ChiroACCESS Article



Medical Physicians Ignore Low Back Pain Guidelines



This information is provided to you for use in conjunction with your clinical judgment and the specific needs of the patient.

ChiroACCESS Editorial Staff

  

ChiroACCESS



Published on

February 10, 2010

Text Size:   (-) Decrease the text size for the main body of this article    (+) Increase the text size for the main body of this article
Share this:  Add to TwitterAdd to DiggAdd to del.icio.usAdd to FacebookAdd to GoogleAdd to LinkedInAdd to MixxAdd to MySpaceAdd to NewsvineAdd to RedditAdd to StumbleUponAdd to Yahoo

A February 2010 study of 3,533 general practice low back pain patients found that many providers are not following their own evidence based guidelines.A February 2010 study of 3,533 general practice low back pain patients found that many providers are not following their own evidence based guidelines.  Guidelines do provide the overall best evidence but are not meant to be a cookbook approach to care.  There is also a need for flexibility so the physician can deviate from guidelines when the specific needs and desires of the patient dictate.  In addition, the clinical judgment of the physician may override the guidelines when in a particular patient’s case they are inappropriate.  There is, however, reason for concern when risky and or expensive unneeded procedures are used.  The medical guideline for acute low back pain call for advice and analgesics, but 80% of the 3,533 patients in this study were not given advice and 82% were not given analgesics.  More harmful medications that are not recommended in the guidelines were prescribed, with 37% getting anti-inflammatory drugs and ~20% opioids.

Other research suggests similar problems with medical care for chronic low back pain. “Current treatment patterns are consistent with overutilization of some medications and treatments, and underutilization of exercise and depression treatment.”  A brief review of the contemporary research documenting the inadequacy of overall medical training for musculoskeletal conditions was published earlier.

Medical Training Related to Musculoskeletal Conditions is Inadequate.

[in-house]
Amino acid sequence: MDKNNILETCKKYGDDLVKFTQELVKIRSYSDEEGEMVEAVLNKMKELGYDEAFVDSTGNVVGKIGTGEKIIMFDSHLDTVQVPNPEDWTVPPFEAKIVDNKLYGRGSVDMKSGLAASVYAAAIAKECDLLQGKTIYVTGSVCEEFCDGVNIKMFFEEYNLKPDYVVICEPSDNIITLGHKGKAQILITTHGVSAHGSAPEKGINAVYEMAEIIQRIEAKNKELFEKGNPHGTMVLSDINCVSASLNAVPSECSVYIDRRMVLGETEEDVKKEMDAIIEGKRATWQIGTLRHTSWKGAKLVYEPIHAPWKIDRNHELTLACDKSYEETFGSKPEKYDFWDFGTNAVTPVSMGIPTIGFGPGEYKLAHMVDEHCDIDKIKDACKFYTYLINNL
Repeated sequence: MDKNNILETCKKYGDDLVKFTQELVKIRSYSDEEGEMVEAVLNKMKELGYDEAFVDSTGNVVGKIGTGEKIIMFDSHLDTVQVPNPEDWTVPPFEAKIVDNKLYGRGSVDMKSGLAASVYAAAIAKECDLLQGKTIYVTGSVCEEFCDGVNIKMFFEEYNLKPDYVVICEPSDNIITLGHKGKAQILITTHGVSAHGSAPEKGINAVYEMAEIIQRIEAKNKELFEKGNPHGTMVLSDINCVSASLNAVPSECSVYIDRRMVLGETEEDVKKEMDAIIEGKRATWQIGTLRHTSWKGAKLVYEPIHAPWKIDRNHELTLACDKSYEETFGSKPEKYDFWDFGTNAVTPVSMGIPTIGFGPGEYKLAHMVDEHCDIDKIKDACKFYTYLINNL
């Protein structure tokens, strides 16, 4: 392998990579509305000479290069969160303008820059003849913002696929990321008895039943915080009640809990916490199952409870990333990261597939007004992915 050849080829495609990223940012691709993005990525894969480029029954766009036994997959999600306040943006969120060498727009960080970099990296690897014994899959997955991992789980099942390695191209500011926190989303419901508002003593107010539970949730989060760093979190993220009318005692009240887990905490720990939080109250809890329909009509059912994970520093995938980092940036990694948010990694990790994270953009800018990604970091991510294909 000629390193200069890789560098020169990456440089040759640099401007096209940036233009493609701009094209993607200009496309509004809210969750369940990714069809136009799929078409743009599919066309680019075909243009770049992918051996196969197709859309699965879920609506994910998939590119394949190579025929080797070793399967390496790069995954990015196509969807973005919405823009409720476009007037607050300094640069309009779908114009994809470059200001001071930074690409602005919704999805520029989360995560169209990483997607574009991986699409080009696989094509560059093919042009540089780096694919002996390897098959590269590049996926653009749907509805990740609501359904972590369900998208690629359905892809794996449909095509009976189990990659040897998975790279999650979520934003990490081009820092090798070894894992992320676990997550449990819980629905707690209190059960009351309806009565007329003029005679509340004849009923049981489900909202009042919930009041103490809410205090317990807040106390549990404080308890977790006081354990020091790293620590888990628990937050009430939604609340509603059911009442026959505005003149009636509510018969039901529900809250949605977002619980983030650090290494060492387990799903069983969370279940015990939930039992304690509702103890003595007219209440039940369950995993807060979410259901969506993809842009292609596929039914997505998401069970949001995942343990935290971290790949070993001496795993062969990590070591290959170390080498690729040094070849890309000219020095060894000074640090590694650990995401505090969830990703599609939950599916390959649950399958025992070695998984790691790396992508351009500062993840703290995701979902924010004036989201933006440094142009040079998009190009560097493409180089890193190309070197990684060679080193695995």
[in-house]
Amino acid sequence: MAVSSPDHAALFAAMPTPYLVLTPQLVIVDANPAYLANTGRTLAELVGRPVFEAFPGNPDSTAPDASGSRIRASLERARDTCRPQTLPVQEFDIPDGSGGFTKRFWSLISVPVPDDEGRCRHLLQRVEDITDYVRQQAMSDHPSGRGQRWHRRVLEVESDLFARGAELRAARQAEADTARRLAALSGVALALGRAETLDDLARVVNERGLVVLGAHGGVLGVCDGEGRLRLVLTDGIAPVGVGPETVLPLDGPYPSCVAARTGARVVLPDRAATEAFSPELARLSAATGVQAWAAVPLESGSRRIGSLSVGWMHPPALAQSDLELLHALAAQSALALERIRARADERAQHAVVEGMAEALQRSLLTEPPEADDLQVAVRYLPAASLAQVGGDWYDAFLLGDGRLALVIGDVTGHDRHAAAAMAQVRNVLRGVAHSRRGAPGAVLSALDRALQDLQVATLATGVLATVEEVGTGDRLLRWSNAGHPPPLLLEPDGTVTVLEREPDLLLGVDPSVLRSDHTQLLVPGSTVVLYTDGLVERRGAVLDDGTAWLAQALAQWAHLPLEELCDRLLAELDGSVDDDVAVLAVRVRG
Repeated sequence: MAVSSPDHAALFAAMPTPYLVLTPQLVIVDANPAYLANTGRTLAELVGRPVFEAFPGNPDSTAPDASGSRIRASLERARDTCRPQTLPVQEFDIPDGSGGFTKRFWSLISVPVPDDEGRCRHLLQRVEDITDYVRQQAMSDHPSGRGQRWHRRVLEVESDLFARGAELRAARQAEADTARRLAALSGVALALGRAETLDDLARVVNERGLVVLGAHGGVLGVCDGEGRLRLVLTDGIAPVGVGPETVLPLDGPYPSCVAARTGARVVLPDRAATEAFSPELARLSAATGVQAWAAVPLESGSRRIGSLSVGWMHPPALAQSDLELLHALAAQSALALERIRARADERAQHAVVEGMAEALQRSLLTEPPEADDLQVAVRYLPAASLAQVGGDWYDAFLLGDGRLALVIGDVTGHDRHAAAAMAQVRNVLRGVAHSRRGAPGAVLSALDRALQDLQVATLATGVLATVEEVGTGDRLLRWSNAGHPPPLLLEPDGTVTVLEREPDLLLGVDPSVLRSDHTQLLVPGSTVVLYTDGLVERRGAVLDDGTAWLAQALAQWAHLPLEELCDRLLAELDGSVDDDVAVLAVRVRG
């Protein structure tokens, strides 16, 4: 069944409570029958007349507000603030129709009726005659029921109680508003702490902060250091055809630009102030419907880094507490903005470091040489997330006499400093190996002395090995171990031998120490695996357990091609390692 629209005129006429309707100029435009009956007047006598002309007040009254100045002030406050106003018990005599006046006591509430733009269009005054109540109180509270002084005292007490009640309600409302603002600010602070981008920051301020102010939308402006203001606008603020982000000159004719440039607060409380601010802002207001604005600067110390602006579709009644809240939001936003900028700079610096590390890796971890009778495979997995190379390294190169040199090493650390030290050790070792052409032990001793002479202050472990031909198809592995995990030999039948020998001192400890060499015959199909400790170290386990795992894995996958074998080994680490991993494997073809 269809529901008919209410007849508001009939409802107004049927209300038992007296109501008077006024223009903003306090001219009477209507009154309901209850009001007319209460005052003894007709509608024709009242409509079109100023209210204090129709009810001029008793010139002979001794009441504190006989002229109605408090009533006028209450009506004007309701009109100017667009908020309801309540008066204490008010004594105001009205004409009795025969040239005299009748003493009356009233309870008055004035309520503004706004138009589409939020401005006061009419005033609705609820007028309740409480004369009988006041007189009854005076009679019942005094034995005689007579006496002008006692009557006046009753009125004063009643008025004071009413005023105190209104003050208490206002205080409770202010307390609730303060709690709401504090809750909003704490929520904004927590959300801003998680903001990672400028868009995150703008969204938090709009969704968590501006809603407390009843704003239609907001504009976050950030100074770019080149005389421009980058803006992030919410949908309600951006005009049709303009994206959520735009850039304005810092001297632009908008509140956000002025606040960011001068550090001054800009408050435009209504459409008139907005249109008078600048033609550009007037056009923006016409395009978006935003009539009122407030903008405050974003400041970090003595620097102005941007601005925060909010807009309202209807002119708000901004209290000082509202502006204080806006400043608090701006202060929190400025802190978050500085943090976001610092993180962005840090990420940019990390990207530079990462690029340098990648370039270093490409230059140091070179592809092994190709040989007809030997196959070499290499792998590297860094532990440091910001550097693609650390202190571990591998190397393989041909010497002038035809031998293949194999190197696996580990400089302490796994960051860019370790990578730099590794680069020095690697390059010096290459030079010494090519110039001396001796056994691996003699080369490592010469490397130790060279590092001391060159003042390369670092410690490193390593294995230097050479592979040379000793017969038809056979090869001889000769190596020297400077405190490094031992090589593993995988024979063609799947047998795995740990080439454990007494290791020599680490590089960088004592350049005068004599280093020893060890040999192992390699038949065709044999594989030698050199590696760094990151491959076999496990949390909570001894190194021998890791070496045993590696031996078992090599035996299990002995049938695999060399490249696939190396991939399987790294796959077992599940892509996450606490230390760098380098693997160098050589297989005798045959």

Low back pain and best practice care: a survey of general practice physicians.

Arch Intern Med. 2010 Feb 8;170(3):271-7.

Williams CM, Maher CG, Hancock MJ, McAuley JH, McLachlan AJ, Britt H, Fahridin S, Harrison C, Latimer J.
MAppSc, Musculoskeletal Division, The George Institute for International Health, PO Box M201, Missenden Road, Camperdown, NSW 2000, Australia. cwilliams@george.org.au.

BACKGROUND: Acute low back pain (LBP) is primarily managed in general practice. We aimed to describe the usual care provided by general practitioners (GPs) and to compare this with recommendations of best practice in international evidence-based guidelines for the management of acute LBP.

METHODS: Care provided in 3533 patient visits to GPs for a new episode of LBP was mapped to key recommendations in treatment guidelines. The proportion of patient encounters in which care arranged by a GP aligned with these key recommendations was determined for the period 2005 through 2008 and separately for the period before the release of the local guideline in 2004 (2001-2004).

RESULTS: Although guidelines discourage the use of imaging, over one-quarter of patients were referred for imaging. Guidelines recommend that initial care should focus on advice and simple analgesics, yet only 20.5% and 17.7% of patients received these treatments, respectively. Instead, the analgesics provided were typically nonsteroidal anti-inflammatory drugs (37.4%) and opioids (19.6%). This pattern of care was the same in the periods before and after the release of the local guideline.

CONCLUSIONS: The usual care provided by GPs for LBP does not match the care endorsed in international evidence-based guidelines and may not provide the best outcomes for patients. This situation has not improved over time. The unendorsed care may contribute to the high costs of managing LBP, and some aspects of the care provided carry a higher risk of adverse effects.

A long way to go: practice patterns and evidence in chronic low back pain care.

Spine (Phila Pa 1976). 2009 Apr 1;34(7):718-24.

Carey TS, Freburger JK, Holmes GM, Castel L, Darter J, Agans R, Kalsbeek W, Jackman A.
Cecil G. Sheps Center for Health Services Research, University of North Carolina, 725 Airport Road, Chapel Hill, NC 27599-7590, USA. carey@mail.schsr.unc.edu